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Reviewed by:
  • The Oxford Handbook of Dance and Ethnicity ed. by Anthony Shay and Barbara Sellers-Young
  • Emily Wilcox
THE OXFORD HANDBOOK OF DANCE AND ETHNICITY. Edited by Anthony Shay and Barbara Sellers-Young. New York: Oxford University Press, 2016. 768 pp. Cloth, $150.00; eBook, $119.99.

Oxford has been a leading publisher of influential scholarly collections on dance for decades; the 1983 anthology What is Dance? remains a goto resource for dance history educators, while the six-volume International Encyclopedia of Dance (1998, updated 2004) is the most comprehensive reference work on dance available in English to date. In 2014, Oxford University Press (OUP) launched its newest project in this area: Oxford Handbooks. Thus far, eight dance-related handbooks have appeared: Dance and the Popular Screen (2014), Dance and Theater (2015), Dance and Ethnicity (2016), Screendance Studies (2016), Dance and Reenactment (2017), Dance and Wellbeing (2017), Dance and Politics (2017), and Dance and Competition (2018). Explicitly marketed to "scholars and graduate students," these dictionary-sized tomes are designed for academics; they aim to "offer authoritative and up-to-date surveys of original research in a particular subject area" and to "give critical examinations of the progress and direction of debates, as well as a foundation for future research" (OUP website).

From the vantage point of a scholar of Asian performance like myself and most readers of Asian Theatre Journal, Asia is woefully underrepresented in these handbooks. In volumes containing between thirty and over forty essays each, typically one to two, or at most three, center on Asia-related material. At least one of these essays almost [End Page 246] always involves Asia "on the international stage"—usually code for dancers from Asia performing in Western contexts—leaving Asian subjects geographically marginalized. When essays on Asian dancers in Asia do appear, they tend to deal overwhelmingly with India, a country that (due to the history of British colonialism) has more representation in English-language dance scholarship and is already quite familiar to dance studies scholars. The comparatively more groundbreaking work on dance across diverse regions of Asia that has appeared in ATJ over the years seems to be entirely off the radar of these handbooks' editors and reviewers, despite the fact that many contributors to ATJ attend dance and performance conferences, receive degrees in dance and performance studies programs, and publish widely.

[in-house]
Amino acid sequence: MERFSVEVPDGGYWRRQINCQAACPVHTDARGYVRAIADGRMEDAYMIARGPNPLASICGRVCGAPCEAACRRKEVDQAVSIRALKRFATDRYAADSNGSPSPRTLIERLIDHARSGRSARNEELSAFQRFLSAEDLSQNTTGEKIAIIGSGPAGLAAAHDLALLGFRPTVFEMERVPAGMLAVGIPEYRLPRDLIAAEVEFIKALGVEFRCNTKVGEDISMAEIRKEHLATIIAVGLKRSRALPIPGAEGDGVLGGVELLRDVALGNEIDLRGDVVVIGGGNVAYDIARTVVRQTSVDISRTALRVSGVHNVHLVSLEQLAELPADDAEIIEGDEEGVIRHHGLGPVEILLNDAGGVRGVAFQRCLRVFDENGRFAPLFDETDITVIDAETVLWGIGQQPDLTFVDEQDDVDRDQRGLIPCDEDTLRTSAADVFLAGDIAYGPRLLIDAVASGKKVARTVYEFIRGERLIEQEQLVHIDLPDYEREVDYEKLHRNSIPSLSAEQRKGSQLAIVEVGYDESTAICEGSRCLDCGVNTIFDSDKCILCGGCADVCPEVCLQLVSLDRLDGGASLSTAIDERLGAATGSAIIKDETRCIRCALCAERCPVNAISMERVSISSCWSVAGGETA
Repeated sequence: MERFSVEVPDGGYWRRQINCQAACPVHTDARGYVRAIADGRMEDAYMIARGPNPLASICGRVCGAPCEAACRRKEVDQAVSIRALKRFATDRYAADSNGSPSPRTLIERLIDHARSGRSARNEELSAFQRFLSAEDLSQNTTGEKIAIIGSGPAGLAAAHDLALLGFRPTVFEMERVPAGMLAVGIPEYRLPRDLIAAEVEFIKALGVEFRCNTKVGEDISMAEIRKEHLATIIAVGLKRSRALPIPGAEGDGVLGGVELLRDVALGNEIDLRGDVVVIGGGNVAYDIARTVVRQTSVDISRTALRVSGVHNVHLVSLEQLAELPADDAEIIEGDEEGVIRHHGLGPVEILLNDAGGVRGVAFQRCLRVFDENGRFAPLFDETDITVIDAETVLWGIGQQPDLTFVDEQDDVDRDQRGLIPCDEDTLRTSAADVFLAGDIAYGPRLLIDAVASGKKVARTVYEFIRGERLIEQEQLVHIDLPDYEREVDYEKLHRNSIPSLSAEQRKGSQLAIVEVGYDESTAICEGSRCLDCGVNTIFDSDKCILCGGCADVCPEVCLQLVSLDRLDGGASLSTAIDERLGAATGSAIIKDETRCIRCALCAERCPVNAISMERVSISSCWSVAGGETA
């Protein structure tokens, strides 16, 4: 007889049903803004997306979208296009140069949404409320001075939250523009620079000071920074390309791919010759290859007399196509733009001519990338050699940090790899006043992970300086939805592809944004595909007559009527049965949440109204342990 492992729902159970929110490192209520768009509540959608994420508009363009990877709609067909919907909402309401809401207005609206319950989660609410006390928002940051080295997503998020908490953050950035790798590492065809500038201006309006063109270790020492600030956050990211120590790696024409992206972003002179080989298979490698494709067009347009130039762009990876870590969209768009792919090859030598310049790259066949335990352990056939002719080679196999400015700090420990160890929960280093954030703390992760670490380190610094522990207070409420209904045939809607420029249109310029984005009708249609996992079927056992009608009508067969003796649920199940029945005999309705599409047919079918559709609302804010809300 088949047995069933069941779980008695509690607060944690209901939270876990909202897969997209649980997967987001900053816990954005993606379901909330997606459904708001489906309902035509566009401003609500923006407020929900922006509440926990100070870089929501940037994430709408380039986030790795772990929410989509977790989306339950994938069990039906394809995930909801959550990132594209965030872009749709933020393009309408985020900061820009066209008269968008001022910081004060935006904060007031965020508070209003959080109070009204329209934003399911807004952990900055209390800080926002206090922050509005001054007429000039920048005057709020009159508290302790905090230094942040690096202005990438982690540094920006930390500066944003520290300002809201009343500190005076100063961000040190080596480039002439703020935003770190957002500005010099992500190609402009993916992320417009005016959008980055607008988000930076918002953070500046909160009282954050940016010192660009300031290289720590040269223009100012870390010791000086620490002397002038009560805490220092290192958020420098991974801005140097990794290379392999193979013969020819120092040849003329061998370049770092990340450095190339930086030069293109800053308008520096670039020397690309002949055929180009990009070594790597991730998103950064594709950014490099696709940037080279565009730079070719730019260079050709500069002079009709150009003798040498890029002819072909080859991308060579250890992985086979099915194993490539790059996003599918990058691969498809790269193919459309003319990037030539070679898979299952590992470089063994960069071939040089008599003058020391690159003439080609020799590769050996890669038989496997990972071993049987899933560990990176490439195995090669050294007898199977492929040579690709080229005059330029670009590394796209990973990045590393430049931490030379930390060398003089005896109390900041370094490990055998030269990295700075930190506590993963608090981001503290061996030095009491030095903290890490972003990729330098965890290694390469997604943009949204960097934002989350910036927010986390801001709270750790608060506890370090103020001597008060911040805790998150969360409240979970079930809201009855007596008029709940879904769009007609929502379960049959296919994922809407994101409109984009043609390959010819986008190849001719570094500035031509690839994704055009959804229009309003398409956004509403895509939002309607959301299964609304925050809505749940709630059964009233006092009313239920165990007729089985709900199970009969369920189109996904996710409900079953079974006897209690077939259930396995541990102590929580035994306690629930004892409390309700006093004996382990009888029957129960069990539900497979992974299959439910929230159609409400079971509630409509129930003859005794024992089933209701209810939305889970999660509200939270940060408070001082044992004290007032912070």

With these caveats in mind, The Oxford Handbook of Dance and Ethnicity is a welcome contribution toward a more meaningful incorporation of Asia-informed perspectives into the Oxford Handbooks series. Of the thirty-one essays included in the volume, nine center Asia-related content, of which three focus on artists and activities based in Asia. The latter, which would be of primary interest to ATJ readers, are Leonard Pronko and Jonathan M. Hall's "To Call Dance Japanese: Nihon Buyō as Ethnic Dance," Ida Meftahi's "Dancing Angels and Princesses: The Invention of an Ideal Female National Dancer in Twentieth-Century Iran," and Rachmi Diyah Larasati's "Crossing the Seas of Southeast Asia: Indigenous Diasporic Islam and Performances of Women's Igal." Also of possible interest are Nancy Lee Ruyter's "La Meri: Purveyor of the Dancing Other," Rebekah J. Kowal's "Choreographing Interculturalism: International Dance Performance at the American Museum of Natural History, 1943–1952," and Miriam Phillips' "Spectacles of Ethnicities: The San Francisco Ethnic Dance Festival," all of which critically examine presentations of Asian dance forms in the United States. Also of interest may be Andrea Deagon's "Orientalism and the American Belly Dancer: Multiplicity, Authenticity, Identity" and Barbara Sellers-Young's "Men and the Happiness Dance," both of which deal with transnational circuits of Middle Eastern dance, and Christine Emi Chan's "Beyond Colonization, Commodification, and Reclamation: Hula and Hawaiian Identity," which deals with issues of Orientalism as they relate to Polynesian dance in colonial contexts. Insofar as they move beyond Indian subjects and the handful of other Asia-related topics addressed in the other volumes, the above essays take an important step toward offering more varied and substantive treatments of Asia-related material in the Oxford Handbooks dance series.

The fact that such a large and original representation of Asia-related content is...

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Additional Information

ISSN
1527-2109
Print ISSN
0742-5457
Pages
pp. 246-249
Launched on MUSE
2019-03-13
Open Access
No
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